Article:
IF you had doubts over the relevance of the 50-over game in modern cricket (and I was one of those who did), you just had to watch the India versus England game on Sunday to be convinced that it was alive and well.
This game will have viewing figures for the rest of the tournament on an upward curve, but I fear that many will be disappointed due to the fact that no other games will live up to the tension that ensued for probably the next decade.
England gave a decent account of themselves as the whole game went on. India, the pre-tournament favourites, have had their weaknesses exposed, mainly in the bowling department.
This will probably not be too much of a problem, however, as the wickets aren’t brilliant for any bowlers who get the ball down the other end at more than 80mph. I hasten to add that if I were up the other end and the ball was travelling towards me at 80-plus mph, then there would be a major problem.
The game was a real nail-biter, with India getting a good total on the board, but England getting off to a flying start.
You have to feel sorry for Kevin Pietersen (I usually wouldn’t waste the effort) as his full-blooded drive was caught by Munaf Patel, who was at best trying to avoid being decapitated.
Strauss trumped Tendulkar’s fantastic innings by playing an even better one, and the England skipper’s partnership with Ian Bell, who was given not out on a technicality with the referral system, got England in to a very strong position.
Talking of the referral system, or technology in general, Strauss quite clearly edged two behind, but the noise of the crowd meant that no-one heard the faint nicks and therefore nobody appealed, with Strauss almost certainly unaware that he’d hit either.
India’s best bowler, Zaheer Khan, then took the wickets of Strauss and Bell in consecutive balls and the balance swung back in the hosts’ favour. But some big-hitting from England’s lower order meant that the game ended in a tie. This was probably the best result for cricket, but both sides would have felt that they’d thrown a good opportunity away.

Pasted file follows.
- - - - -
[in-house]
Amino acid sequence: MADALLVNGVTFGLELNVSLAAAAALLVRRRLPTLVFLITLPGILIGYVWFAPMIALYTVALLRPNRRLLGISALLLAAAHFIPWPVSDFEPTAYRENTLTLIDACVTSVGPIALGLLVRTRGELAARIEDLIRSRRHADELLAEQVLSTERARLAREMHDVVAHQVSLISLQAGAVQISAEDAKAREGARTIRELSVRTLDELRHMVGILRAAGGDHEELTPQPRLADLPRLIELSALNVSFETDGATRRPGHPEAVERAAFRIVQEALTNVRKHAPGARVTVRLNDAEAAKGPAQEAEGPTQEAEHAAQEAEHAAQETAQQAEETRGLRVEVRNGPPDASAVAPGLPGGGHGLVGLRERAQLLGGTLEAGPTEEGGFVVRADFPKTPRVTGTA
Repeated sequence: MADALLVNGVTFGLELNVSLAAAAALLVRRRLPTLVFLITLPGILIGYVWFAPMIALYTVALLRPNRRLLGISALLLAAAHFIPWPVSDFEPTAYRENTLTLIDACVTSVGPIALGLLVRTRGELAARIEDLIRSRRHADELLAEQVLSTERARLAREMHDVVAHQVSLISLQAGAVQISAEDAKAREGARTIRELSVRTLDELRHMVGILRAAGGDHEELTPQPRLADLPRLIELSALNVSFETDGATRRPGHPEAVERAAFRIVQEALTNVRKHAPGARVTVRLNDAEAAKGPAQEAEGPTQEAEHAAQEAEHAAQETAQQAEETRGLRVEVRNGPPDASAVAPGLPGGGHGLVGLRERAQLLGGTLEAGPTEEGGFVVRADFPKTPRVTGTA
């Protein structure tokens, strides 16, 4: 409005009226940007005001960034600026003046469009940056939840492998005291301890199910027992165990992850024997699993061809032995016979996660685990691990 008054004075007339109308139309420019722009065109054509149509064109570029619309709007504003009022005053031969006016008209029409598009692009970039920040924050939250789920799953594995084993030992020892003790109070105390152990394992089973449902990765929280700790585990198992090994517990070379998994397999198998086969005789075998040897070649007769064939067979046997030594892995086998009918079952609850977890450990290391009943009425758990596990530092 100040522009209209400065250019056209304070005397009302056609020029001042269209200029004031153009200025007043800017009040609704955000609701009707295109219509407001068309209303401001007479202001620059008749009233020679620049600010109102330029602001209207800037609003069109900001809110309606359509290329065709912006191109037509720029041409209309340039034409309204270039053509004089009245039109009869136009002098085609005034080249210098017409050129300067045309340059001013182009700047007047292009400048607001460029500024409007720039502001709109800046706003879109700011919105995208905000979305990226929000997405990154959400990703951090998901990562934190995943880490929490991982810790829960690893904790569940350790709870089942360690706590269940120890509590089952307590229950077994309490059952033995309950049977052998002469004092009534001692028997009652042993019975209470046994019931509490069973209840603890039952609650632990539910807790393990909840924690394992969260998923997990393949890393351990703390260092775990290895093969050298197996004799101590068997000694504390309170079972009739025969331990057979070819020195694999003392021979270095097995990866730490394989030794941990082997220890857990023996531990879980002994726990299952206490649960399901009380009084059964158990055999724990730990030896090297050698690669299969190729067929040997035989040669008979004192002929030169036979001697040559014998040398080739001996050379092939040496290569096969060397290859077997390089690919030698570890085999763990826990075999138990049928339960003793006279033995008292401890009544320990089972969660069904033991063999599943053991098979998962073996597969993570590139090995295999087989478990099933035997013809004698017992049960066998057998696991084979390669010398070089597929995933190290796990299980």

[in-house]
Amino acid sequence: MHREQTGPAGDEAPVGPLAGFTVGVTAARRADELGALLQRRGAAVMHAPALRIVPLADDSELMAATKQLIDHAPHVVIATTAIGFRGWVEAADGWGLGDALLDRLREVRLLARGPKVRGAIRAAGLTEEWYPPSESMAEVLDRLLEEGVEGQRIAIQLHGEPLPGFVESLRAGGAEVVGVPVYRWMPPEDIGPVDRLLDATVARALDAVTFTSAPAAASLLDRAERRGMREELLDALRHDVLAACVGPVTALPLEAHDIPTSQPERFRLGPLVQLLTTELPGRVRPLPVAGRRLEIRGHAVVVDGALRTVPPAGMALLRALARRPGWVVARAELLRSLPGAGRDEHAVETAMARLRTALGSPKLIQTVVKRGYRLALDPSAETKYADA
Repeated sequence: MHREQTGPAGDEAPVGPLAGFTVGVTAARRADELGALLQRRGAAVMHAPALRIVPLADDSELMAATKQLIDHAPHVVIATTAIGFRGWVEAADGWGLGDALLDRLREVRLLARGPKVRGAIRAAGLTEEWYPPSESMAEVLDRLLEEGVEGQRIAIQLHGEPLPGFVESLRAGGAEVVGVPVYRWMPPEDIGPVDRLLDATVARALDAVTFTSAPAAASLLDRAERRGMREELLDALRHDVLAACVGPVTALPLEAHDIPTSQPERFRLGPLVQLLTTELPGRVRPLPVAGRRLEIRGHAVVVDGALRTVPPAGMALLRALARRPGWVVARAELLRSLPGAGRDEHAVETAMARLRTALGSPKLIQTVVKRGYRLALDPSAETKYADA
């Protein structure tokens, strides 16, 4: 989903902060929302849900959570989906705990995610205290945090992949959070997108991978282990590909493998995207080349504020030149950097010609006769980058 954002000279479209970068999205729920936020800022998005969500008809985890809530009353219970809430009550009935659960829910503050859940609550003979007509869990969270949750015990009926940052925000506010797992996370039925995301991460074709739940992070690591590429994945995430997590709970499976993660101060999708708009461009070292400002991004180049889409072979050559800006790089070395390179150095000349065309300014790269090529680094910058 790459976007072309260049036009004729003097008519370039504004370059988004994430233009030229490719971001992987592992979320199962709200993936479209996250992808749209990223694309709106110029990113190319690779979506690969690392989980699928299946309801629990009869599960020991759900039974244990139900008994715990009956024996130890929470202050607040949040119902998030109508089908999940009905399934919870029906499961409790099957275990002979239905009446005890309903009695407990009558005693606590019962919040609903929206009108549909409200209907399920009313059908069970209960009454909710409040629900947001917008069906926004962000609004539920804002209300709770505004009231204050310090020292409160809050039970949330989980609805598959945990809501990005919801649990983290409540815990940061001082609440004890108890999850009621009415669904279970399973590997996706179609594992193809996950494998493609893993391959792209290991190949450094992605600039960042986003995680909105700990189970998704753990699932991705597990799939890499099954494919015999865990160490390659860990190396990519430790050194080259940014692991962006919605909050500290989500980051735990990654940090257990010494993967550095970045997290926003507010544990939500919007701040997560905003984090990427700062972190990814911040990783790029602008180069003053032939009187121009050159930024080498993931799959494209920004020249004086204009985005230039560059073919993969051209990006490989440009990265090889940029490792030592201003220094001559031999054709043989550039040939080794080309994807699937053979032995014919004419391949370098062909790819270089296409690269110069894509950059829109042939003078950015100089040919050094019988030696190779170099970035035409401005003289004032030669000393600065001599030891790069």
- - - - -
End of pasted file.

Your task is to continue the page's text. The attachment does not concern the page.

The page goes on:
So what happens with England now? Stuart Broad had a stomach bug (gained after a meal out as far as I can make out from Graeme Swann’s tweets) and was replaced by Ajmal Shahzad, who bowled (and batted) alright. Ravi Bopara was dropped for Sussex skipper Michael Yardy, but one has to assume that Broad will be back for the next game.
The major worry for England is James Anderson, who is so good with the red ball but awful with the white one (Steven Harmison was the same). Anderson has leaked runs in the two games so far (an economy rate of around eight per over is poor) and he can’t bat. Broad can bat and is England’s best limited overs bowler. A no-brainer me thinks.
Yardy bowled pretty well and can bat, so I would expect him to play in the next game, as spinners (I’m being generous here) are crucial to success in the sub-continent. The man who is under pressure from Bopara must be Paul Collingwood, although the Durham man’s bowling may yet save him.
England play Ireland next, which should be a breeze, although knowing England it will be a torrid affair.
Then come South Africa, who will be as difficult a proposition as the hosts India. So I may have to watch a bit more of this tournament, which will probably please the wife as she won’t have to talk to me! No change there then.
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